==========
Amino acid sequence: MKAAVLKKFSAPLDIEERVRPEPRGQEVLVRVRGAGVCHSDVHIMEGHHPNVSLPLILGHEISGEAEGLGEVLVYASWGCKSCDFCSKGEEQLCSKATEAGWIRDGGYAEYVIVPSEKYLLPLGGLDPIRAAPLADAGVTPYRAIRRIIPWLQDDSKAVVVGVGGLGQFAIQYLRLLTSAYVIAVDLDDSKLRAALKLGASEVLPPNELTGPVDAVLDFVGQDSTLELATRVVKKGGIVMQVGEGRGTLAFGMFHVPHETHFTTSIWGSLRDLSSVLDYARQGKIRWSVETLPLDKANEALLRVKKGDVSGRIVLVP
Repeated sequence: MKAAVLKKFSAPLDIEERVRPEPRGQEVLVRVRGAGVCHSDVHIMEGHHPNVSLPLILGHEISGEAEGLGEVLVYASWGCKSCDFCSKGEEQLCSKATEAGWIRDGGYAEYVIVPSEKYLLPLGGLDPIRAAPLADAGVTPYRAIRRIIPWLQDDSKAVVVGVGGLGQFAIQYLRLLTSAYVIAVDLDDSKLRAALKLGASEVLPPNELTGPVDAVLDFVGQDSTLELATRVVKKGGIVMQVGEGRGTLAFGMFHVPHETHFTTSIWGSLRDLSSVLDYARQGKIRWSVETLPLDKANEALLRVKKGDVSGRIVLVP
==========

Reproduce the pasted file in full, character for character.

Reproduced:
Amino acid sequence: MKAAVLKKFSAPLDIEERVRPEPRGQEVLVRVRGAGVCHSDVHIMEGHHPNVSLPLILGHEISGEAEGLGEVLVYASWGCKSCDFCSKGEEQLCSKATEAGWIRDGGYAEYVIVPSEKYLLPLGGLDPIRAAPLADAGVTPYRAIRRIIPWLQDDSKAVVVGVGGLGQFAIQYLRLLTSAYVIAVDLDDSKLRAALKLGASEVLPPNELTGPVDAVLDFVGQDSTLELATRVVKKGGIVMQVGEGRGTLAFGMFHVPHETHFTTSIWGSLRDLSSVLDYARQGKIRWSVETLPLDKANEALLRVKKGDVSGRIVLVP
Repeated sequence: MKAAVLKKFSAPLDIEERVRPEPRGQEVLVRVRGAGVCHSDVHIMEGHHPNVSLPLILGHEISGEAEGLGEVLVYASWGCKSCDFCSKGEEQLCSKATEAGWIRDGGYAEYVIVPSEKYLLPLGGLDPIRAAPLADAGVTPYRAIRRIIPWLQDDSKAVVVGVGGLGQFAIQYLRLLTSAYVIAVDLDDSKLRAALKLGASEVLPPNELTGPVDAVLDFVGQDSTLELATRVVKKGGIVMQVGEGRGTLAFGMFHVPHETHFTTSIWGSLRDLSSVLDYARQGKIRWSVETLPLDKANEALLRVKKGDVSGRIVLVP